“How did this happen? This isn’t us. This isn’t America.” Well, yes it is. It painfully is. And it’s not new. You go through the book. The Chinese Exclusion Act. Or Executive Order 9066. Or Vincent Chin. Or what happened in South Central LA—the stress points between the Black community and the Asian community. None of this is new. I’m never surprised by the violence, by the hatred, by the bigotry that exists. I’m surprised when the supposedly good, reasonable people are surprised that it’s happening.

I remember the first time we talked about this series was last year, against the backdrop of everything you just noted. It’s almost debilitatingly discouraging when you think about how these things keep happening. Something that’s notable about this series is that it’s showcasing different perspectives in multiple different marginalized, othered groups, from in and outside your own lived experiences. Why was it important for you to take that approach? And what was your process in doing that?

Let me start with the second part first. You get anxious. We live in a world now where we absolutely are, and should be, very cognizant of who’s telling stories—both for the veracity and also making sure that we give the opportunity to people who have a lived experience that is much more close in line with the characters, to weave their lived experience into the fabric of those characters.

You start with Jefferson Pierce. I felt very comfortable writing that. His age as he’s telling this story, his experience, it mirrored mine. I didn’t have a problem with that. With Mal (Duncan) and Karen (Beecher-Duncan), obviously I’m not a Black female, but I’ve grown up around them. I’ve been around women of color my entire life. I don’t want to suppose that being around is the same as living, but a young Black man, his partner in life, their experiences, I felt like, okay, I could accomplish that story.

You start getting into Tatsu and even though there are many aspects of her life that, again, have surrounded my lived experience—with my family, with my family’s family—you are getting into a space where, okay, this is not me. One of the things that remains a guiding principle, part of the reason I’m sitting here and you and I are having this conversation, is because there were so many people—yes, historically, they’ve been largely white men—who have added to the fabric of storytelling that helped inspire many people, and me in particular. I think of Tony Isabella writing Black Lightning—if it weren’t for him saying at some point, I’m going to write this character of color, and write him to the best of my ability in a way that’s entertaining and that he’s just as exciting as any other hero, and maybe it’s going to inspire somebody else to do it… I get to be part of a continuum of storytelling where now maybe I’m inspiring somebody. I hope I’m doing my best work. I hope I’m honorific of people’s experiences, but if nothing else, I hope certainly in a positive way, I’m inspiring somebody else to say, “Okay, you know what? This is a good story, but if I wrote it and I added my lived experience, it could be even better.”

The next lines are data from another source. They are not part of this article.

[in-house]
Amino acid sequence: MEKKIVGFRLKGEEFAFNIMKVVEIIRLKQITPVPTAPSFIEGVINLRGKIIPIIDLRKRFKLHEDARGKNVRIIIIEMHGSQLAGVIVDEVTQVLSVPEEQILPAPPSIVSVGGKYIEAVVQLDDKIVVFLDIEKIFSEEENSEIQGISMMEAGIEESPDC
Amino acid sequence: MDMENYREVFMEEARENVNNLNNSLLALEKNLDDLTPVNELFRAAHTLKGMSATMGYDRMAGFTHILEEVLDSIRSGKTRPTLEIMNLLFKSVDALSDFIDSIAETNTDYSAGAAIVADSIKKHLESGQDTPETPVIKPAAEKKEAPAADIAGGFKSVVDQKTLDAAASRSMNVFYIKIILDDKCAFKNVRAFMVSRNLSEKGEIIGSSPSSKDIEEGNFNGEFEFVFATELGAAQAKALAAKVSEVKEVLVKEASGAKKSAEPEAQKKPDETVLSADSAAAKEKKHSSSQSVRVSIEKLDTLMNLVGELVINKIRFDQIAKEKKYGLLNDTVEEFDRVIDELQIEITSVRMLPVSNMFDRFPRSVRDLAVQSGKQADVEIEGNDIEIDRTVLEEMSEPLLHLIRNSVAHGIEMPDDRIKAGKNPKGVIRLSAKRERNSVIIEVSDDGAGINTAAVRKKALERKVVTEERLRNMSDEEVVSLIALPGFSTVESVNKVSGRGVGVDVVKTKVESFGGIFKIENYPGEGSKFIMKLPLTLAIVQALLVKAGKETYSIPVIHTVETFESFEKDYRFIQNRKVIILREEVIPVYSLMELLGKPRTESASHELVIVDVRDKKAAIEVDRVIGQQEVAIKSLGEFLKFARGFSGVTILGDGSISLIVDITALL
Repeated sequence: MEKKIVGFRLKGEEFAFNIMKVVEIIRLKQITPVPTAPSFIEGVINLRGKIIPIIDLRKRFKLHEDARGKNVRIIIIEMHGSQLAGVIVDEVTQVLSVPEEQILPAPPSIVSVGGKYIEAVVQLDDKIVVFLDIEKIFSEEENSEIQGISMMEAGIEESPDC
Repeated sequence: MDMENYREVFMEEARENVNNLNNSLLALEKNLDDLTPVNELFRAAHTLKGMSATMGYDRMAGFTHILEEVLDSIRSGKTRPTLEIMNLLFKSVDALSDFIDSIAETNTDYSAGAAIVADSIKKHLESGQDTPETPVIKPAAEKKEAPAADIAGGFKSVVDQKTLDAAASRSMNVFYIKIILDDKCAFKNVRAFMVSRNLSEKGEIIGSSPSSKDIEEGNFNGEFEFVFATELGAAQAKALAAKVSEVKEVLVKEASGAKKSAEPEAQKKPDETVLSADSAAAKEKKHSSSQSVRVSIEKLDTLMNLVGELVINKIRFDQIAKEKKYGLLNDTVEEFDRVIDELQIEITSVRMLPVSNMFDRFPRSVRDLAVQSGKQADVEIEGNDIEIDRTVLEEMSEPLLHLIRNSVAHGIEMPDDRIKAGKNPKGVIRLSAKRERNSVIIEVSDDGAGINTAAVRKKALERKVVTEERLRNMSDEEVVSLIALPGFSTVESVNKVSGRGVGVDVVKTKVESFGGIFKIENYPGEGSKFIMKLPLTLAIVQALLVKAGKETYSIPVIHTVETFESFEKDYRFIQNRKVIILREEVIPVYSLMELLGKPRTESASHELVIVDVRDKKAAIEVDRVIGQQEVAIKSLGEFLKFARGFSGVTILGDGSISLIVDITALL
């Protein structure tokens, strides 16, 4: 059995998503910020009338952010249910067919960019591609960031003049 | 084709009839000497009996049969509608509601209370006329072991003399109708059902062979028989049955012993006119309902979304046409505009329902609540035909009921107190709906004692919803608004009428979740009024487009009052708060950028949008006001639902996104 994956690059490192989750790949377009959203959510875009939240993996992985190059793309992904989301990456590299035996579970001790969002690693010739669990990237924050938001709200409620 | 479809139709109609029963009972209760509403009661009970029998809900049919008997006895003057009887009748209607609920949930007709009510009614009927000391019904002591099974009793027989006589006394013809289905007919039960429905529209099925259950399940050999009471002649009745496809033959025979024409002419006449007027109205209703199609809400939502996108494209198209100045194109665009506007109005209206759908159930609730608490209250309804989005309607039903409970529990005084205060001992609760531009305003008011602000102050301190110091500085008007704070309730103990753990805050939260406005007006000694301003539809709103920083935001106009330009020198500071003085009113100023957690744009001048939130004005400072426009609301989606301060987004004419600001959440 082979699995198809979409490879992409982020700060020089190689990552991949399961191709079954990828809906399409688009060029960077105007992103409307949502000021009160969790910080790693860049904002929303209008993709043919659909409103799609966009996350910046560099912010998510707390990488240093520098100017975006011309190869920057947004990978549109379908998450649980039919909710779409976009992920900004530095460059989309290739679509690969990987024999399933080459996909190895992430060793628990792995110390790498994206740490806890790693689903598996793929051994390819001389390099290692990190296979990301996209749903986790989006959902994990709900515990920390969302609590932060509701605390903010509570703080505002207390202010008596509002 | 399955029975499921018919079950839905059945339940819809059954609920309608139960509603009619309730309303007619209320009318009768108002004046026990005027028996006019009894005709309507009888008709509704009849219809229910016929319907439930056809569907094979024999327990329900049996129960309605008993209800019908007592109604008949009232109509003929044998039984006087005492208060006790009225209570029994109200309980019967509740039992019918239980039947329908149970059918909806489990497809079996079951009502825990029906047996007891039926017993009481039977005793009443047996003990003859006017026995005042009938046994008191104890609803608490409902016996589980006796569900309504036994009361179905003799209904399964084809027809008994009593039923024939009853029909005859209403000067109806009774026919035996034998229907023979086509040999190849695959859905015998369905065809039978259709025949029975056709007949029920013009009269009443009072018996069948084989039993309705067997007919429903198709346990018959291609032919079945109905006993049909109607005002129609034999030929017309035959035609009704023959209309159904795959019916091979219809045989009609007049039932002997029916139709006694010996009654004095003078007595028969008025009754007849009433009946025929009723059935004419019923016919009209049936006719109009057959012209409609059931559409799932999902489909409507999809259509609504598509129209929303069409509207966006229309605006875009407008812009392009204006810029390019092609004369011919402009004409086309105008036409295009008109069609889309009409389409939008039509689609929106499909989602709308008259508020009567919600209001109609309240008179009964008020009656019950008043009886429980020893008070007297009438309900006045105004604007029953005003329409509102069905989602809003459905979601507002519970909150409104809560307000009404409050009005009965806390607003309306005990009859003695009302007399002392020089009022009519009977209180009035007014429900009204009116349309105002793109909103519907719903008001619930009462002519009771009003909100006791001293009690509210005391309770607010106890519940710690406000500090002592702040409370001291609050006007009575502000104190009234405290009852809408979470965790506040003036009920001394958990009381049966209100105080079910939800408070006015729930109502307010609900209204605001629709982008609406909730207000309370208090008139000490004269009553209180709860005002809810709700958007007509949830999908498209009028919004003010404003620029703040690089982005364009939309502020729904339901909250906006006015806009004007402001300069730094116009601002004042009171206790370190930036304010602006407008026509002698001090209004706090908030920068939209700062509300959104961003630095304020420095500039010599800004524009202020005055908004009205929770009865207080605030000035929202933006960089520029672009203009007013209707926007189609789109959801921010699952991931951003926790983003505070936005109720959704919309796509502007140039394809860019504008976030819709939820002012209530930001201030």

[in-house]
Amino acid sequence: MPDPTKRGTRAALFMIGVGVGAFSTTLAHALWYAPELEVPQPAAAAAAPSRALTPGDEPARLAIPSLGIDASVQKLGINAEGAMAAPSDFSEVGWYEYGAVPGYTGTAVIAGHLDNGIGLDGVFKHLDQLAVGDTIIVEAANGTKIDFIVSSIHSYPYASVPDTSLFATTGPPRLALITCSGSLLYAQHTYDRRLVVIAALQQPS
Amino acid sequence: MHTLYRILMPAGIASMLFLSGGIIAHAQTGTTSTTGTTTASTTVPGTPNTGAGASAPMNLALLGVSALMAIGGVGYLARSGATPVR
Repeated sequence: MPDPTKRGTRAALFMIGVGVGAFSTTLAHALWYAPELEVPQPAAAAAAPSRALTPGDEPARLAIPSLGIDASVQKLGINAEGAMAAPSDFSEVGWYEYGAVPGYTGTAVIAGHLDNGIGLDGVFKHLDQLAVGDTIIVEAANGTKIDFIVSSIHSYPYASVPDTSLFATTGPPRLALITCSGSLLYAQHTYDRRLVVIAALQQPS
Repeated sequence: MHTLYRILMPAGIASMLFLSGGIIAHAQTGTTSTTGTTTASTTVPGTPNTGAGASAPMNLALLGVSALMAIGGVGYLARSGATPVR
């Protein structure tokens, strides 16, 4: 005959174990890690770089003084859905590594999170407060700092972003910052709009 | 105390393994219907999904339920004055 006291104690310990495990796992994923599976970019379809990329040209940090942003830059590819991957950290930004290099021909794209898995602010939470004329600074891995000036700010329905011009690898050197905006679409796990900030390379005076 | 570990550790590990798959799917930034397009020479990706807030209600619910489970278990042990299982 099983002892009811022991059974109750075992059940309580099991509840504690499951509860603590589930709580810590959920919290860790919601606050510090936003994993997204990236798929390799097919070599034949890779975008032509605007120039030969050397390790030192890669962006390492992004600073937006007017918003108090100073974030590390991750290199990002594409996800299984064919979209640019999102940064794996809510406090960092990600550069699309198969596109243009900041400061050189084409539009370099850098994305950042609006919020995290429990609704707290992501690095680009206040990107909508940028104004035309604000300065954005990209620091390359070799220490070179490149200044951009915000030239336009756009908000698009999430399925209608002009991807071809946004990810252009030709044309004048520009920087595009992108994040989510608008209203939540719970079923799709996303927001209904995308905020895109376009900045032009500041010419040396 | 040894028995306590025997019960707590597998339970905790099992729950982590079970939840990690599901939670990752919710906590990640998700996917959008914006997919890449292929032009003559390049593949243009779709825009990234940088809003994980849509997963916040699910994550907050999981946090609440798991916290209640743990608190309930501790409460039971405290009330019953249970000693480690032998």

No, I am not a female Japanese national telling this story. But at the same time, I was not a Black slave in 1849 when I wrote 12 Years a Slave. All of it is saying, “This is less about me, let me go on a listening tour. Let me go on a reading tour. Let me sponge in all of these things.” Vincent Chin’s murder—I remember it. It was impactful for me back in the day. It’s not an accident that it’s in there. Tatsu’s going to comment on this. Tatsu’s going to comment on the stress points in Los Angeles between Blacks and Asians. She’s going to want to go visit Manzanar, sit in the space and wonder what it would have been like to be Japanese in America in the 1940s. She arrived at DC in the 1980s, and that was not a great time for Japanese nationals to be in America. There’s some supposition, but a lot of it is taking things that exist, listening, putting emotions that are true human to human to human, and putting that all together and hoping and believing that you’ve created something that will entertain everyone, but hopefully inspire the next generation.

Many fans will know Katana mostly as a character in team books like Batman and The Outsiders and Suicide Squad. This issue really delves into her psyche and details her personal perspective. What potential did you see in the character that made you certain she should be one of the handful of characters you focused on in this book?